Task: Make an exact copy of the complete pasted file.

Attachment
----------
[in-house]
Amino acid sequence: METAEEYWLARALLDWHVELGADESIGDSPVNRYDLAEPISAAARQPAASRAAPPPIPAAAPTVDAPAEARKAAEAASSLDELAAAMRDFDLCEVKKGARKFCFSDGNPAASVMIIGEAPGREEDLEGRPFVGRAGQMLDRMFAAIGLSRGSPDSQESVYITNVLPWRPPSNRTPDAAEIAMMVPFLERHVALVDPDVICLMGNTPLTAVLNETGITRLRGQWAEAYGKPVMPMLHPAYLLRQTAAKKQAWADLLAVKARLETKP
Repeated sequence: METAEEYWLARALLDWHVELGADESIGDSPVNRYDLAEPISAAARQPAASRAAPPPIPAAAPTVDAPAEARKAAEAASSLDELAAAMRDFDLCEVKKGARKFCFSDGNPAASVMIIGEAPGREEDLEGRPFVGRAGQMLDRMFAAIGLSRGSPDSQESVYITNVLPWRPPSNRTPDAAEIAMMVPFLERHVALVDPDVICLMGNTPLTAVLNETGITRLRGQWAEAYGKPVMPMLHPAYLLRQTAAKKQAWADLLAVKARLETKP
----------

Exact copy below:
[in-house]
Amino acid sequence: METAEEYWLARALLDWHVELGADESIGDSPVNRYDLAEPISAAARQPAASRAAPPPIPAAAPTVDAPAEARKAAEAASSLDELAAAMRDFDLCEVKKGARKFCFSDGNPAASVMIIGEAPGREEDLEGRPFVGRAGQMLDRMFAAIGLSRGSPDSQESVYITNVLPWRPPSNRTPDAAEIAMMVPFLERHVALVDPDVICLMGNTPLTAVLNETGITRLRGQWAEAYGKPVMPMLHPAYLLRQTAAKKQAWADLLAVKARLETKP
Repeated sequence: METAEEYWLARALLDWHVELGADESIGDSPVNRYDLAEPISAAARQPAASRAAPPPIPAAAPTVDAPAEARKAAEAASSLDELAAAMRDFDLCEVKKGARKFCFSDGNPAASVMIIGEAPGREEDLEGRPFVGRAGQMLDRMFAAIGLSRGSPDSQESVYITNVLPWRPPSNRTPDAAEIAMMVPFLERHVALVDPDVICLMGNTPLTAVLNETGITRLRGQWAEAYGKPVMPMLHPAYLLRQTAAKKQAWADLLAVKARLETKP